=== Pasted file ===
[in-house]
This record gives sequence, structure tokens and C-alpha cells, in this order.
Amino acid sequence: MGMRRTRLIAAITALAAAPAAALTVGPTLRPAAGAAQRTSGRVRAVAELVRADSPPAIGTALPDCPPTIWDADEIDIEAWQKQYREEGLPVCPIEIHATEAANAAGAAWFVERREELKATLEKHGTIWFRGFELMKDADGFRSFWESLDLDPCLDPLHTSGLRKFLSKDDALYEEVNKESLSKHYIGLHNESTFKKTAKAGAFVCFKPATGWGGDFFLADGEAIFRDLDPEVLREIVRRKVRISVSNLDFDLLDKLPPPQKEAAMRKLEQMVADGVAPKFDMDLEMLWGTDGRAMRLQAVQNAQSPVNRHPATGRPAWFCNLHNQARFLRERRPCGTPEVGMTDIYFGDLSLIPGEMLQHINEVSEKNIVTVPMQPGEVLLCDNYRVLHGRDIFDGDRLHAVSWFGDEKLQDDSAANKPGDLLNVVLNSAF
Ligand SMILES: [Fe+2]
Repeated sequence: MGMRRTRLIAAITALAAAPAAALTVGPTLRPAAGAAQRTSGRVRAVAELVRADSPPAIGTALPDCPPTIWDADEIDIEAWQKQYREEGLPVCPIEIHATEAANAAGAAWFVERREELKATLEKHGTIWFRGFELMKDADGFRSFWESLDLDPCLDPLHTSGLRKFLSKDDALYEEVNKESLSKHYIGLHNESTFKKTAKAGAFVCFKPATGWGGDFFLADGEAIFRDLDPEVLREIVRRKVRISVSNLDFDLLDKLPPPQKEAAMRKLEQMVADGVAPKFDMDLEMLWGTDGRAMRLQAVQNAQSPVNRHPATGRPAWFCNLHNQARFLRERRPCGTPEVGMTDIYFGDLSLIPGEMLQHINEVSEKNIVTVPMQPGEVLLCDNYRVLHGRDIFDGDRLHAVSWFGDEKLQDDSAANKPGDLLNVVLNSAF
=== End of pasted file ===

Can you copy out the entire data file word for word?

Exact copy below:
[in-house]
This record gives sequence, structure tokens and C-alpha cells, in this order.
Amino acid sequence: MGMRRTRLIAAITALAAAPAAALTVGPTLRPAAGAAQRTSGRVRAVAELVRADSPPAIGTALPDCPPTIWDADEIDIEAWQKQYREEGLPVCPIEIHATEAANAAGAAWFVERREELKATLEKHGTIWFRGFELMKDADGFRSFWESLDLDPCLDPLHTSGLRKFLSKDDALYEEVNKESLSKHYIGLHNESTFKKTAKAGAFVCFKPATGWGGDFFLADGEAIFRDLDPEVLREIVRRKVRISVSNLDFDLLDKLPPPQKEAAMRKLEQMVADGVAPKFDMDLEMLWGTDGRAMRLQAVQNAQSPVNRHPATGRPAWFCNLHNQARFLRERRPCGTPEVGMTDIYFGDLSLIPGEMLQHINEVSEKNIVTVPMQPGEVLLCDNYRVLHGRDIFDGDRLHAVSWFGDEKLQDDSAANKPGDLLNVVLNSAF
Ligand SMILES: [Fe+2]
Repeated sequence: MGMRRTRLIAAITALAAAPAAALTVGPTLRPAAGAAQRTSGRVRAVAELVRADSPPAIGTALPDCPPTIWDADEIDIEAWQKQYREEGLPVCPIEIHATEAANAAGAAWFVERREELKATLEKHGTIWFRGFELMKDADGFRSFWESLDLDPCLDPLHTSGLRKFLSKDDALYEEVNKESLSKHYIGLHNESTFKKTAKAGAFVCFKPATGWGGDFFLADGEAIFRDLDPEVLREIVRRKVRISVSNLDFDLLDKLPPPQKEAAMRKLEQMVADGVAPKFDMDLEMLWGTDGRAMRLQAVQNAQSPVNRHPATGRPAWFCNLHNQARFLRERRPCGTPEVGMTDIYFGDLSLIPGEMLQHINEVSEKNIVTVPMQPGEVLLCDNYRVLHGRDIFDGDRLHAVSWFGDEKLQDDSAANKPGDLLNVVLNSAF